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I am the only member of this Forum I know of who works for Rockwell Automation. That support contract that you think so little of is what puts food on my table. And I work very hard for my customers. I read your little rant at 1 AM on Monday morning after working all Sunday setting up a test system to solve a telemetry problem for a utility customer. I'm a salaryman; I didn't make a dime for that day and night. The end customer didn't have a support contract; in fact, they hadn't paid for one since they originally bought their software in 1999. But the guy who had called me for help on this project is a one-man consultancy that works exclusively on troubleshooting and enhancing installed equipment. He doesn't buy much hardware or new software from me; all the profit from the hardware in those systems is long gone. The installed equipment in question was MicroLogix 1000 controllers; the money we made on them was spent keeping the lights on. The difference between him and you ? He pays for his support contract. It's not a 24x7 contract either; that was due to the urgency of the project, not the paid level of support. He's a one-man operation, and works on dozens of different kinds of controllers, so it's not like this is the only expense on his books. What galls me the most is that the argument I usually see here is that "we pay for the hardware, we should get software and support for free". You don't even buy hardware ! And you seem to want a pat on the back for actually buying your software instead of pirating it. I know I'm not going to change your opinion by telling you this. This will be my only comment on this thread. I have paying customers to attend to.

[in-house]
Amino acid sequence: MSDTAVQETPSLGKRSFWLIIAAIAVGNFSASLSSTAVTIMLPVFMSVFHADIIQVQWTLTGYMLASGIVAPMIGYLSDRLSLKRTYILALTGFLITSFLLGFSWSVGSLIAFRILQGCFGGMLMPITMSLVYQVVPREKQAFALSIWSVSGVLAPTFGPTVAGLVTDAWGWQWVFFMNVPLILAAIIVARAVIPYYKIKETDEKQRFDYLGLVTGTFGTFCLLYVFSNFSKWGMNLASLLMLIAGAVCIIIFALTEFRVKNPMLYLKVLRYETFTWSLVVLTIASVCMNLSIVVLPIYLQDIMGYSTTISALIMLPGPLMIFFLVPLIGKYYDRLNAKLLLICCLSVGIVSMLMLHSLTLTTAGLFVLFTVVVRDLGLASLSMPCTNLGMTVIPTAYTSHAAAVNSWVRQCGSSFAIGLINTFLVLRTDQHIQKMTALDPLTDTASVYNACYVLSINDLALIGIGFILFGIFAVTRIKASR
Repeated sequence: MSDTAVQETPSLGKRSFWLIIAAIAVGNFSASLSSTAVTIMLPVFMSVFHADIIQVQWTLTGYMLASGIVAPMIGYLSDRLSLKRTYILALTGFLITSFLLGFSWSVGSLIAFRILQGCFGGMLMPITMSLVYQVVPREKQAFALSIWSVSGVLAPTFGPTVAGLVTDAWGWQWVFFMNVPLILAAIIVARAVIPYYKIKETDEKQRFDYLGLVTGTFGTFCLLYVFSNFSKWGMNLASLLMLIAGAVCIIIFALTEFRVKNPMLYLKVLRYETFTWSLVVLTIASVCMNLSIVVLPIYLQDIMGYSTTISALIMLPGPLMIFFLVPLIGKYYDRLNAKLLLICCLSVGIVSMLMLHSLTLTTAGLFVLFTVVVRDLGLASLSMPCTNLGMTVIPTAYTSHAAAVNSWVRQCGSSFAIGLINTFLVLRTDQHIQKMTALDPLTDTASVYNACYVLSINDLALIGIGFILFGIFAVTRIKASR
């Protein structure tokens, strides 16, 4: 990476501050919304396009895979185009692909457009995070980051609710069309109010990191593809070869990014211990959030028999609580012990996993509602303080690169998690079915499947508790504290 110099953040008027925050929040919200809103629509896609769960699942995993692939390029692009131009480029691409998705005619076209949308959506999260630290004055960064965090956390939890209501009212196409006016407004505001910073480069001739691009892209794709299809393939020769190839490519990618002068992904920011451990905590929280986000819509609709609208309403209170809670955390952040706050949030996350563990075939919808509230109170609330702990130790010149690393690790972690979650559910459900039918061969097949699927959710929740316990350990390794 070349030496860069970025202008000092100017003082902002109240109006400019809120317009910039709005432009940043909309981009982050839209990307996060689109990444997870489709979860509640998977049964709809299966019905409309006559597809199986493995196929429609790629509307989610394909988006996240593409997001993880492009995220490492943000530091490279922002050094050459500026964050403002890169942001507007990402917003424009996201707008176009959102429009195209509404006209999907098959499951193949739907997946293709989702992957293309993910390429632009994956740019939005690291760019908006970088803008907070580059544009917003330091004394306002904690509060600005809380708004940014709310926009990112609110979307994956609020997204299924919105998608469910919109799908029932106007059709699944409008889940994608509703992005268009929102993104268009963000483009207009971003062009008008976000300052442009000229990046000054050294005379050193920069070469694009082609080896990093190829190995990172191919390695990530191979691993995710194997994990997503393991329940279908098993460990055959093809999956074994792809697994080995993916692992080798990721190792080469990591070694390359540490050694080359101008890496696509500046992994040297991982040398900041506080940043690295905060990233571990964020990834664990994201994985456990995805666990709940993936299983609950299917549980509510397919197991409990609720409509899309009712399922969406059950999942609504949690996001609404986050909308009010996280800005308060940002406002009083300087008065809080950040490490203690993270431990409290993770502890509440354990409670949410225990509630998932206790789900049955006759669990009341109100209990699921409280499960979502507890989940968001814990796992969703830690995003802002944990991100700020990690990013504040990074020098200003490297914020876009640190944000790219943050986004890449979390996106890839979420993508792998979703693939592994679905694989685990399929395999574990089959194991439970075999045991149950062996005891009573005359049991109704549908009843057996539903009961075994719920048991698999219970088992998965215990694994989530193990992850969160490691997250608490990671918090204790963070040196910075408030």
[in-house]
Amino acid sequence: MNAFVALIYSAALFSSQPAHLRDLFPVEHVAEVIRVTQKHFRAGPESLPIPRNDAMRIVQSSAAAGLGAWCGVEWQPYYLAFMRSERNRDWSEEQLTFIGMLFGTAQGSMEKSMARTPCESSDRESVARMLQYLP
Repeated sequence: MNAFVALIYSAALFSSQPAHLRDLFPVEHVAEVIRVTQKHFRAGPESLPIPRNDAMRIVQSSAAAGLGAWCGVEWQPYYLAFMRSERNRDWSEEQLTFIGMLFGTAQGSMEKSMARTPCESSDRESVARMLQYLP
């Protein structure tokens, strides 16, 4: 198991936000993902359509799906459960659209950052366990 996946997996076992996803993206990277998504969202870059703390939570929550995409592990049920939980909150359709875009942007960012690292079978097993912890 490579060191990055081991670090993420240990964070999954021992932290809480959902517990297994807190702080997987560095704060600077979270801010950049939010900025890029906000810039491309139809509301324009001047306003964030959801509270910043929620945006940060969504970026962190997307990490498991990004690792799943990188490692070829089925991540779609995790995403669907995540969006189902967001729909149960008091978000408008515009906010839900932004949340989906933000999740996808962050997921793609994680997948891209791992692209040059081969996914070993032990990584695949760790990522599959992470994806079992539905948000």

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I also don't work for Rockwell and do work for a family owned OEM. They do understand the neccessity of a support contract and didn't question the purchase requisition I made out and its amount (DirectConnect).